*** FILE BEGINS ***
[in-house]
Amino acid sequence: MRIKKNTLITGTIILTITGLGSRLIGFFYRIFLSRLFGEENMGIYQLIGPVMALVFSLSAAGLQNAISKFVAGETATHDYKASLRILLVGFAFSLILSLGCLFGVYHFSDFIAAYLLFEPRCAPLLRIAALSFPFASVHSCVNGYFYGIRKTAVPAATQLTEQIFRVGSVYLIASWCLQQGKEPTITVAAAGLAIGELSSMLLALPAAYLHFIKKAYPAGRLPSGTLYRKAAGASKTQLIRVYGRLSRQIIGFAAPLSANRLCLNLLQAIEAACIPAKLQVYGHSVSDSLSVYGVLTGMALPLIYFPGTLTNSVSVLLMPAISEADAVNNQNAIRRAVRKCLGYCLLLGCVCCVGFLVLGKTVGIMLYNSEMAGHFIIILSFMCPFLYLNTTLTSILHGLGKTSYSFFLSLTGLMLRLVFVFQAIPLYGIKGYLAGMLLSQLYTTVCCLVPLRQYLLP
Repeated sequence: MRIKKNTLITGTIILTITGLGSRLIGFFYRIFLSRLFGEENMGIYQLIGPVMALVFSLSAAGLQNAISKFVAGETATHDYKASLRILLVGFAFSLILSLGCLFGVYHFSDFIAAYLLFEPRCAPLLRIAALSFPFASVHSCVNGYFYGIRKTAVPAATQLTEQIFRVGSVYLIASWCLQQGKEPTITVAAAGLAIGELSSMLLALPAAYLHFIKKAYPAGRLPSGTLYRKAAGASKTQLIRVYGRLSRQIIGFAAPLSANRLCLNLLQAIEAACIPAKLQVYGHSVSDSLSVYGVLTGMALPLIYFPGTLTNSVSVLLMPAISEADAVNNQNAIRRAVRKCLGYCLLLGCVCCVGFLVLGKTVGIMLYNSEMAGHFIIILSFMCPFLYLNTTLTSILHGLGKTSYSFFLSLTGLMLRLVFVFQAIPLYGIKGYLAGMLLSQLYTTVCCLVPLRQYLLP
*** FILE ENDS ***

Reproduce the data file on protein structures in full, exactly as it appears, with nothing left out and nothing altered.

[in-house]
Amino acid sequence: MRIKKNTLITGTIILTITGLGSRLIGFFYRIFLSRLFGEENMGIYQLIGPVMALVFSLSAAGLQNAISKFVAGETATHDYKASLRILLVGFAFSLILSLGCLFGVYHFSDFIAAYLLFEPRCAPLLRIAALSFPFASVHSCVNGYFYGIRKTAVPAATQLTEQIFRVGSVYLIASWCLQQGKEPTITVAAAGLAIGELSSMLLALPAAYLHFIKKAYPAGRLPSGTLYRKAAGASKTQLIRVYGRLSRQIIGFAAPLSANRLCLNLLQAIEAACIPAKLQVYGHSVSDSLSVYGVLTGMALPLIYFPGTLTNSVSVLLMPAISEADAVNNQNAIRRAVRKCLGYCLLLGCVCCVGFLVLGKTVGIMLYNSEMAGHFIIILSFMCPFLYLNTTLTSILHGLGKTSYSFFLSLTGLMLRLVFVFQAIPLYGIKGYLAGMLLSQLYTTVCCLVPLRQYLLP
Repeated sequence: MRIKKNTLITGTIILTITGLGSRLIGFFYRIFLSRLFGEENMGIYQLIGPVMALVFSLSAAGLQNAISKFVAGETATHDYKASLRILLVGFAFSLILSLGCLFGVYHFSDFIAAYLLFEPRCAPLLRIAALSFPFASVHSCVNGYFYGIRKTAVPAATQLTEQIFRVGSVYLIASWCLQQGKEPTITVAAAGLAIGELSSMLLALPAAYLHFIKKAYPAGRLPSGTLYRKAAGASKTQLIRVYGRLSRQIIGFAAPLSANRLCLNLLQAIEAACIPAKLQVYGHSVSDSLSVYGVLTGMALPLIYFPGTLTNSVSVLLMPAISEADAVNNQNAIRRAVRKCLGYCLLLGCVCCVGFLVLGKTVGIMLYNSEMAGHFIIILSFMCPFLYLNTTLTSILHGLGKTSYSFFLSLTGLMLRLVFVFQAIPLYGIKGYLAGMLLSQLYTTVCCLVPLRQYLLP